Labor Day has been a time-honored tradition in America that is celebrated every first Monday in September.
It commemorates the struggles workers faced during the industrial revolution, when the US transitioned from an agricultural to an industrial economy. The changes were rather profound. As factories dotted urban centers, mass production of goods and services became the norm. People’s living standards increased to unprecedented levels.
Though like any other period of mass innovation, industrialization came with massive costs. These negative effects manifested themselves in the form of pollution, worksite accidents, the employment of child labor in hazardous environments, and general overwork.
In response to these troubling developments, labor unions emerged to hold Big Business accountable. Unions organized various strikes nationwide throughout the Gilded Age (1880–1920) in efforts to improve working conditions and secure better pay for workers. Most notable were the Pullman Strike of 1894 and the Great Anthracite Coal Strike of 1902, which saw the government step in to violently quell these strikes.
Although labor unions were not able to get everything they demanded during this period, they were still able to make gradual gains at the state and local level thanks to their willingness to strike against abusive businesses. On top of the labor protections that they were able to get passed at the state level, states were passing their respective Labor Day holidays to commemorate workers’ efforts to establish safer and more prosperous workplaces.
The first set of municipal ordinances recognizing Labor Day were passed in 1885 and 1886. New York was the first state to have Labor Day legislation introduced. Though Oregon was the first state to pass legislation recognizing Labor Day on February 21, 1887. That same year, states such as Colorado, Massachusetts, New Jersey, and New York passed their own Labor Day holiday laws.
At the end of the 1880s, Connecticut, Nebraska and Pennsylvania joined the aforementioned states in passing Labor Day legislation. The Labor Day momentum continued well into the 1890. By 1894, 23 additional states had enacted the holiday. This culminated with then-President Grover Cleveland signing federal Labor Day legislation on June 28, 1894. Under this legislation, the first Monday in September of each year would be treated as a legal holiday.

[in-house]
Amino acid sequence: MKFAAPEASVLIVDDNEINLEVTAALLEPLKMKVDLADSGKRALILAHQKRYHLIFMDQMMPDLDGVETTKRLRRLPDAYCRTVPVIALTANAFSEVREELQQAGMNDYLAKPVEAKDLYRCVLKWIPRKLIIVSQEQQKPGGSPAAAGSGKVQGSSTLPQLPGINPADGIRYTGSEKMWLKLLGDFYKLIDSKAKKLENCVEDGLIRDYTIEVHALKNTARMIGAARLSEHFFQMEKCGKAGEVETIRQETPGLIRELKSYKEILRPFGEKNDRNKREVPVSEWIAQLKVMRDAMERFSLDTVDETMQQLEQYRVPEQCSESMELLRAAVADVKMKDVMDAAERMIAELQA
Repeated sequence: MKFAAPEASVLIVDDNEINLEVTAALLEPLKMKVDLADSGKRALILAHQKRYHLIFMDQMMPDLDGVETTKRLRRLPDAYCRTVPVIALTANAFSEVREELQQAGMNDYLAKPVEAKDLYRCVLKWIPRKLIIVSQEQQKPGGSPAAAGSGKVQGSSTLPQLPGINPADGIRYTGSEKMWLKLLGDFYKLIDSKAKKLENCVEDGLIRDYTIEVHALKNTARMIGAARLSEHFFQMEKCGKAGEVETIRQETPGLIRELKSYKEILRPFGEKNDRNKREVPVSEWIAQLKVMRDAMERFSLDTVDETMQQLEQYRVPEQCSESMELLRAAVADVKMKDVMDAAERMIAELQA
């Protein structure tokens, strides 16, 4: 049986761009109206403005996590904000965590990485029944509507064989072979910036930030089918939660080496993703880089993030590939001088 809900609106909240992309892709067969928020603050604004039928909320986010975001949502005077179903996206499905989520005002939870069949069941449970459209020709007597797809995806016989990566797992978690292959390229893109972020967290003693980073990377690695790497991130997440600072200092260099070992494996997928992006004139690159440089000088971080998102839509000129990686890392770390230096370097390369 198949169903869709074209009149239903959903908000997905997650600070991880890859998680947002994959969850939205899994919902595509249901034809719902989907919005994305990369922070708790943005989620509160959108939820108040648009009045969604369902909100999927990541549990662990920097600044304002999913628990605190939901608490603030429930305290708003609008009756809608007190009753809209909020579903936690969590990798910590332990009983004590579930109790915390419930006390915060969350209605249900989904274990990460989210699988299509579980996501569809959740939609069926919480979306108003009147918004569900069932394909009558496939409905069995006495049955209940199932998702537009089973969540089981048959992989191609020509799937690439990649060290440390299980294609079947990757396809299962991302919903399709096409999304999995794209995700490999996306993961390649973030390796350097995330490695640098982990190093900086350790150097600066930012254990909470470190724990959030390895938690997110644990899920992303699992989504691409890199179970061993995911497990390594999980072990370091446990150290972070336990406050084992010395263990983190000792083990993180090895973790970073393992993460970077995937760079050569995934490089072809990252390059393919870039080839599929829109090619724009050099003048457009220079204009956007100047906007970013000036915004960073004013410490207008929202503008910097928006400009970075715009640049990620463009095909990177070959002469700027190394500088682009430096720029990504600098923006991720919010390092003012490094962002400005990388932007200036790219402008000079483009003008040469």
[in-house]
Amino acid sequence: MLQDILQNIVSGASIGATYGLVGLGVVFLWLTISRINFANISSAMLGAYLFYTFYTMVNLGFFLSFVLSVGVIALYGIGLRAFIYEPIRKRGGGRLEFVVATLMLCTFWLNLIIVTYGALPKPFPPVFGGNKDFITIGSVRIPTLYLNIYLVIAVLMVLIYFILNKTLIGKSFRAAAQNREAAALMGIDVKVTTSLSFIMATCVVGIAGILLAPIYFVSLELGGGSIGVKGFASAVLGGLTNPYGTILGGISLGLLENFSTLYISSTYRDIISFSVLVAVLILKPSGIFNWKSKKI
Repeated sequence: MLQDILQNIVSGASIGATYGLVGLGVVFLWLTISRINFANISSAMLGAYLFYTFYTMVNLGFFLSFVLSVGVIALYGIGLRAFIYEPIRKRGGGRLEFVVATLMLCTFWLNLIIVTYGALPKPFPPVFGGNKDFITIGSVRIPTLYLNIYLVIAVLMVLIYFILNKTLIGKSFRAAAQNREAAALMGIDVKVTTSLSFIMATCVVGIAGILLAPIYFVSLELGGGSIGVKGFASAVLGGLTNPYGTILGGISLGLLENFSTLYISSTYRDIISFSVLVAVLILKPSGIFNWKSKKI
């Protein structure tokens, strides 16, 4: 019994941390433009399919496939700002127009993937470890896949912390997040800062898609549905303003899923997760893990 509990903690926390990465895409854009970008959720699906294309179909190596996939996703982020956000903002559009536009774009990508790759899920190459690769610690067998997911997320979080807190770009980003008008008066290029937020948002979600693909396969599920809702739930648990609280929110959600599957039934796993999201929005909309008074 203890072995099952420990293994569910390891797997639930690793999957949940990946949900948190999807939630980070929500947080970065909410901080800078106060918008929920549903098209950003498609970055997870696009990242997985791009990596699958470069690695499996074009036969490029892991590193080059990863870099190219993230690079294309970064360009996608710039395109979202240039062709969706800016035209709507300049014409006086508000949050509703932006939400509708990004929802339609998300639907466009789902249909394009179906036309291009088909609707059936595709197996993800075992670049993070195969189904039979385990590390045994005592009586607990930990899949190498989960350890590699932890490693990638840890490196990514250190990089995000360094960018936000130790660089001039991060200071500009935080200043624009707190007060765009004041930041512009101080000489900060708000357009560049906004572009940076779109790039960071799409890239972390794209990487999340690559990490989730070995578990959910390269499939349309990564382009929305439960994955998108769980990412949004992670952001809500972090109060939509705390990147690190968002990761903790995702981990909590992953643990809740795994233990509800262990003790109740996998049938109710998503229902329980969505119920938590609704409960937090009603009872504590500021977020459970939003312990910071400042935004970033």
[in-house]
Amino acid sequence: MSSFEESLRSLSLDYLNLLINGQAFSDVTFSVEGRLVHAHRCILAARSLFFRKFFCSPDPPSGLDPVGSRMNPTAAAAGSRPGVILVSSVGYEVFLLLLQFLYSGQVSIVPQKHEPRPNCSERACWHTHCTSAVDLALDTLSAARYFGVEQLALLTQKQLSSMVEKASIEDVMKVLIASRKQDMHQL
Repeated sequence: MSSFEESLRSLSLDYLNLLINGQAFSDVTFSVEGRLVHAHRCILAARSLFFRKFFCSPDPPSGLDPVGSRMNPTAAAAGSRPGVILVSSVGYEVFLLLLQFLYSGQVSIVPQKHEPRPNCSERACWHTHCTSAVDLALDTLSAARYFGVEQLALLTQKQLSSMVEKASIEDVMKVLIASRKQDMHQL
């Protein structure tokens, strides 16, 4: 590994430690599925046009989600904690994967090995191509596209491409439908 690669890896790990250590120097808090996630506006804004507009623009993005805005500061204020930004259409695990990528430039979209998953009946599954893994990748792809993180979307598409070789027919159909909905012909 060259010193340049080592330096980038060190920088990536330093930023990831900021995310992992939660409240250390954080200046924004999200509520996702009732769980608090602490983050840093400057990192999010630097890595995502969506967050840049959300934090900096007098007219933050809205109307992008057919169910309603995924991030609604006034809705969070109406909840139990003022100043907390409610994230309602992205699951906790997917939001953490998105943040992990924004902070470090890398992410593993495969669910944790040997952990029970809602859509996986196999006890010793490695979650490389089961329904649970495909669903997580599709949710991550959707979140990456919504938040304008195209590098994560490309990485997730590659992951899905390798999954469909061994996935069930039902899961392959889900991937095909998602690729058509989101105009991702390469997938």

Since then, Labor Day has served as a reminder of the struggles workers faced throughout the industrial era. However, labor unions have largely deviated from their original mission. While unionization had its benefits during the initial stages of industrialization, unions these days have morphed into special interest groups that seek to extract as many resources as possible from productive people. They often rely on intimation and blackmail to get people to join their ranks. Often, they engage in activity that disrupts business operations and makes the lives of average workers more miserable.
The good news is that America still has a significant degree of federalism that allows for states to compete with regards to public policy. Some states will be more pro-union, while others will have more pro-worker freedom policies that allow for workers to freely decide if they can join a union or not. Most states that are pro-worker freedom tend to be also pro-business. By extension, pro-business states tend to also have more landlord friendly policies.
This is one aspect of income property investing that you should take into account when looking for the right market to invest in. There are numerous jurisdictions in the US that not only have diverse housing markets but also different regulatory environments, which could be beneficial or detrimental to your investing activities depending on where you’re situated.
At the Recession-Proof Investing Summit taking place from October 7 to October 8, Jason Hartman and his team of seasoned investment counselors will stress this point.
They’ll be available to answer any of your inquiries concerning your income property portfolio. Moreover, they’ll provide you with the steps that you can IMMEDIATELY take to strengthen your control over your income properties and maximize your cash flow.
From October 7 to October 8, we’ll be holding this online summit where you’ll learn how to grow your income property portfolio to hedge against inflation. On top of that, you’ll learn how to use income property investing to achieve financial freedom and a solid personal retirement.
For this Labor Day, you should be thankful for your current living standards. Countless people made great sacrifices so that you can live in comfort. Though that does not mean you can get too complacent. There is still plenty of room for you to grow financially.
The Recession-Proof Investing Summit is a once-in-a-lifetime event where you will learn how to unlock your true financial potential.
However, we want to warn you that early bird pricing is ending soon. So act quickly!
Sign up for the Recession-Proof Investing Summit to start walking down the road to your Financial Independence Day.
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